I've been coding up a neural network package for my own amusement, and it seems to work. I've been reading about Adam and from what I've seen it's very difficult to beat.

Well, when I implement the Adam algorithm in my code it does terribly - converging very slowly or even diverging for some of the problems I've tested. It seems like I must have made an error, but the algorithm is pretty straightforward.

To cut out the possibility of some programming error, I decided to create a very simple function in Excel and compare Adam to standard gradient descent. From what I can see, standard gradient descent works better pretty consistently for lots of parameters (at least for relatively simple, deterministic functions). Adam seems to converge much more reliably regardless of what you feed it, but is consistently slower.

However - what I've read pretty consistently paints Adam as a panacea that converges significantly faster than any other algorithm in pretty much all situations. So what gives?

Does it only outperform other algorithms on sufficiently complex problems? Do the hyperparameters need to be tuned more carefully? Do I need to look at my network architecture more carefully if I'm not getting convergence? Are there certain activation functions that make it perform especially poorly? Or maybe I've just straight up implemented the algorithm incorrectly?

Here's an example where I compared standard gradient descent to Adam for x^2 + x^4, using a learning rate of 0.1 (and using 0.9, 0.999 and 1e-8 for the other Adam parameters). I've just plotted the gradient at each iteration, starting both off at x=1. Adam is slower to converge for this simple function for small learning rates, but it will converge for every learning rate I've tested (whereas standard gradient descent struggles to converge for learning rates over about 0.3). Does this look right or does it look like I've got something wrong?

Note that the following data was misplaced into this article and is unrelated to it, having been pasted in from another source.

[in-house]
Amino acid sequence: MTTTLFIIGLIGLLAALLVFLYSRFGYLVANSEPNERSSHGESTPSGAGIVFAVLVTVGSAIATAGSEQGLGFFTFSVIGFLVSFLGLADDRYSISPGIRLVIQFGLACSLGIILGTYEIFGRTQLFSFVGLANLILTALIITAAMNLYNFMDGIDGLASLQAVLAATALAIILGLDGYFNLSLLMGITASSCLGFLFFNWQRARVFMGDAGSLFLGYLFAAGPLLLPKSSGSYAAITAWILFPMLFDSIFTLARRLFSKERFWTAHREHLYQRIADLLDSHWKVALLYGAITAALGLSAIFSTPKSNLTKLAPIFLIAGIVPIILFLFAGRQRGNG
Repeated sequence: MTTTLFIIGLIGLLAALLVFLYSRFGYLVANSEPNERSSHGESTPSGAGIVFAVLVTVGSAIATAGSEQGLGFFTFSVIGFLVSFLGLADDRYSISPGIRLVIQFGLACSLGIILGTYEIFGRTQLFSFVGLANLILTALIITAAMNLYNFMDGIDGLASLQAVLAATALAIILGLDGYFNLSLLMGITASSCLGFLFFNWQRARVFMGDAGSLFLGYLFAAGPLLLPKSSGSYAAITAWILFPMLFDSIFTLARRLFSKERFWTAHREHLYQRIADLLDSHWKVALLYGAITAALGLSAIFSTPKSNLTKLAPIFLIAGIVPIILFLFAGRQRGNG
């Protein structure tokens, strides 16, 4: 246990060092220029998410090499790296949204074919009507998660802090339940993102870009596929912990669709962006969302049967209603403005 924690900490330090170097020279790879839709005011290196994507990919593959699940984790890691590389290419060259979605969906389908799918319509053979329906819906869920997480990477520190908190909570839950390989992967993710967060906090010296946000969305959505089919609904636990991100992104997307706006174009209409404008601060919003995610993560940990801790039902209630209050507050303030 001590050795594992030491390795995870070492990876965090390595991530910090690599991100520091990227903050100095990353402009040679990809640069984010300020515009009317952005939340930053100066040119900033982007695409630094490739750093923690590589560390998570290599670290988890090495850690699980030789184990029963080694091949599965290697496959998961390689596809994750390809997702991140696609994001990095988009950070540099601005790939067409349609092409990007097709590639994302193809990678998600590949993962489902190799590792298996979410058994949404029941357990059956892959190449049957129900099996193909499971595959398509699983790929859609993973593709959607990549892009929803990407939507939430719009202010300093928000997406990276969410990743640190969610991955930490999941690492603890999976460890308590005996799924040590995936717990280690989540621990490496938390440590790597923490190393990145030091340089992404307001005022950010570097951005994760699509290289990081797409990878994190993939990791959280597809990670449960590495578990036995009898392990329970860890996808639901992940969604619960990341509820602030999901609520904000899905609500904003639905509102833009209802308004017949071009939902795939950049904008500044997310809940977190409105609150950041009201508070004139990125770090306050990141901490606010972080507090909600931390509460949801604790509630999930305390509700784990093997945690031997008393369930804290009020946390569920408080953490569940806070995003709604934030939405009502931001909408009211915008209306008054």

Gradient of f(x) = x^4 + x^2

Here's the intermediate variables for a few iterations of Adam:

enter image description here

I (perhaps naively) expected that I would just plug the Adam algorithm into my code with a stock set of parameters, and everything would just speed up. What am I missing here?

Thanks for any help!


2 Answers 2


Actually, one of ADAM's key features is that it is slower and thus more careful. See section 2.1 of the paper.

In particular, there are pretty tight upper bounds on the step size. The paper lists 3 upper bounds, the simplest being that no individual parameter steps larger than $\alpha$ during any update, which is recommended to be 0.001.

With stochastic gradients, especially those with the potential for very large variations sample to sample, this is a very important feature. Your model may currently have near optimal parameter values at some point during optimization, but by bad luck, it hits an outlier shortly before the algorithm terminates, leading to an enormous jump to a very suboptimal set of parameter values. By using an extremely small trust region, as ADAM does, you can greatly reduce the probability of this occurring, as you would need to hit a very large number of outliers in a row to move a far distance away from your current solution.

This trust region aspect is important in the cases when you have a potentially very noisy approximation of the gradient (especially if there are rare cases of extremely inaccurate approximations) and if the second derivative is potentially very unstable. If these conditions do not exist, then the trust region aspect of ADAM are most likely to greatly slow down convergence without much benefit.


There might be several factors at play here:

  1. The optimal learning rate for momentum based algorithms is usually lower than that for plain GD, because momentum increases the effective step size. I don't know what rate you tried, but between $10^{-5}$ and $10^{-3}$ usually works for me.

  2. Adam and many other SGD w/ momentum variants were designed for optimizing noisy, very high dimensional non-convex functions, with many saddle points and other pathologies. Your test on $x^2+x^4$ is pretty much the opposite of this, so it might not reflect the strengths of Adam.

  3. iirc with a proper learning rate and decay schedule, SGD will converge to results which are just as good or possibly better than Adam. As you noted, reduced sensitivity to hyperparameter settings is an advantage of Adam


Your Answer

By clicking “Post Your Answer”, you agree to our terms of service and acknowledge you have read our privacy policy.

Not the answer you're looking for? Browse other questions tagged or ask your own question.